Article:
Blog on the Run: Reloaded

Friday, May 17, 2013 6:17 pm

Their insane world is now our world. And we’d better deal with it.


Like it, dislike it (as I do), but you can’t deny it, and to his credit, neither does Michael Tomasky:

I think the notion of impeachment is industrial-strength insane. There is utterly no proof that the President Obama even knew anything directly about the shifting Benghazi responses, let alone did something about them (yes, folks; under the Constitution, the President must do something). And as for the Internal Revenue Service story, from what we now know, those transgressions were committed by IRS staffers in Cincinnati who have never been closer to Obama than their television sets. … [T]he idea that Obama has any direct culpability in either of these matters is, given what we know today, utter madness. Okay?

But this is my point: utter madness is what today’s Republicans do. You can present to me every logical argument you desire. Benghazi at the end of the day was a terrible tragedy in which mistakes, bad mistakes, were certainly made, and in which confusion and the CYA reflex led to some bad information going out to the public initially, but none of this remotely rises to the level of high crime. The IRS cock-up was just that, a mistake by a regional office. I get all this, and I agree with you.

But what we think doesn’t matter. I can assure you that already in the Pavlovian swamps of the nutso right, the glands are swelling. Theirs is a different planet from the one you and I inhabit. …

At this point some of you may be protesting: but at least Clinton did commit a crime, however lame a crime it was. Obama has done no such thing. Again, in reality-land, no, he hasn’t. In their land, however, he has committed a string of them; he just hasn’t been caught yet. And that’s what Darrell Issa and his committee are there to unearth. Besides, he need commit no conventional crime. A high crime or misdemeanor is whatever the House majority decides it is. Remember, in January 1998, impeachment talk started before Clinton [allegedly] had perjured himself. …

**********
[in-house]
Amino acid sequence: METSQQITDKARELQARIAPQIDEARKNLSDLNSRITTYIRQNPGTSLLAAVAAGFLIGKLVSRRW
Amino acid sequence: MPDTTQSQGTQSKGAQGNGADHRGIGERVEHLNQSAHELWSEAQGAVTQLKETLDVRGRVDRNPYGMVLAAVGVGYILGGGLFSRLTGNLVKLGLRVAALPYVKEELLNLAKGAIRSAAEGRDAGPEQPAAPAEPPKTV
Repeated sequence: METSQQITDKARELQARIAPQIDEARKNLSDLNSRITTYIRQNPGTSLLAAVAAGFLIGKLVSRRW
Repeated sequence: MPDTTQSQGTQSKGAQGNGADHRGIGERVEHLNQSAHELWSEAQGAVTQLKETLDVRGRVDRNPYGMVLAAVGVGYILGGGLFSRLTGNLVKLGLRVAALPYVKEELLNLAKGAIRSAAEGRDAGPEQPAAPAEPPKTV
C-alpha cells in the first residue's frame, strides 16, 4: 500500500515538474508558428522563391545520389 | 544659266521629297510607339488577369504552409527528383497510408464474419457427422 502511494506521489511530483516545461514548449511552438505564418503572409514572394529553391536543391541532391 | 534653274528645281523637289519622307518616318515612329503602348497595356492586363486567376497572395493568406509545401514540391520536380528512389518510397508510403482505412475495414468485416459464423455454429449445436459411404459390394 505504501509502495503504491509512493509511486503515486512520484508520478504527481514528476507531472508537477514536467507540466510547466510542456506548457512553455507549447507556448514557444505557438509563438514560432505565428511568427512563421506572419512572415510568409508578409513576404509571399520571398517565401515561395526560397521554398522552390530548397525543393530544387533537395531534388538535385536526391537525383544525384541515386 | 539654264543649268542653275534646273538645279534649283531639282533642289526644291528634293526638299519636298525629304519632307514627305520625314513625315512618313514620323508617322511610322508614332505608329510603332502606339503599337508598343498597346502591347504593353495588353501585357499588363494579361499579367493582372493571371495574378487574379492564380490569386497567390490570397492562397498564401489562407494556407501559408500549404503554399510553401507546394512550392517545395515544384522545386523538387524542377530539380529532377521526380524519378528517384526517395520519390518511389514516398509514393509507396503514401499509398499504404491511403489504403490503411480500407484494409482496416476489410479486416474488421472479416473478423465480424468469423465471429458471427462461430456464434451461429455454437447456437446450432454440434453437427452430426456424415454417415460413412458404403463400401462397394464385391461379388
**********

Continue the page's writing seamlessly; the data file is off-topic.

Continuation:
Okay, but surely, you say, if facts don’t matter, then public opinion does? Think again, my friend. In 1998, support for impeachment of Bill Clinton was rarely above 30 percent. Here’s a little sampling of surveys from August and September of that year, during the heat of battle—the release of Clinton’s grand-jury testimony and of the Starr Report. Levels of support for impeachment were 26 percent, 25, 18, 27, 17, and so on. There was one poll where it hit 40 percent, but most were far lower. And remember, in political terms, 40 is the butt end of a massive landslide. The public hated the idea.

Did that stop anyone? No. And it won’t stop them now. They do their base’s bidding, not America’s. How many times do you need to see them do this before you accept that it is the reality? And now there’s an added element. They want to gin up turnout among their base for next year’s elections. And if they gin it up enough, and the Democratic base stays home, they could end up holding the House and taking the Senate. And if they have both houses, meaning that the vote in the House would not be certain to hit a Senate dead-end, well, look out.

I hope the White House knows this. I hope they understand, I hope the President himself understands, that the fever has not broken and will not break. … If my worst fears are never realized—well, good, obviously. But it will only be because they couldn’t identify even a flimsy pretext on which to proceed. Never put the most extreme behavior past them. It is who they are, and it is what they do.

It’s not just the White House that needs to understand this. It’s every American who thinks a majority of batshit-crazy Republicans in both houses of Congress would be a bad idea. Here’s why. A lot of Democrats and independents, butthurt over what was or was not in the Affordable Care Act or else just plain lazy, stayed home and didn’t vote in 2010. As a direct consequence of that little fit of temper and/or laziness, the lunatics are running the U.S. House asylum as well as turning my state of North Carolina into Mississippi with (for now) more teeth.

Look, never mind that Benghazi was a bad and tragic mistake and not a political/criminal conspiracy (except the part where it might have been a Republican conspiracy). And never mind that whatever a bunch of IRS functionaries in Cincinnati might have done, the IRS did much worse to liberal groups under Bush and the Republicans never said a word. These people are not rational. They’re not even sane. If they take the Senate next year, I’m even more confident than Tomasky that they will find some pretext, any pretext, on which to base multiple articles of impeachment. They will fling as much feces against the wall as they can, knowing that in a GOP-held Senate, at least some of it likely will stick. And the strong likelihood that either an incumbent President Joe Biden or Hillary Clinton running as the Democratic nominee in 2016 would drink their blood for it will not matter in the slightest.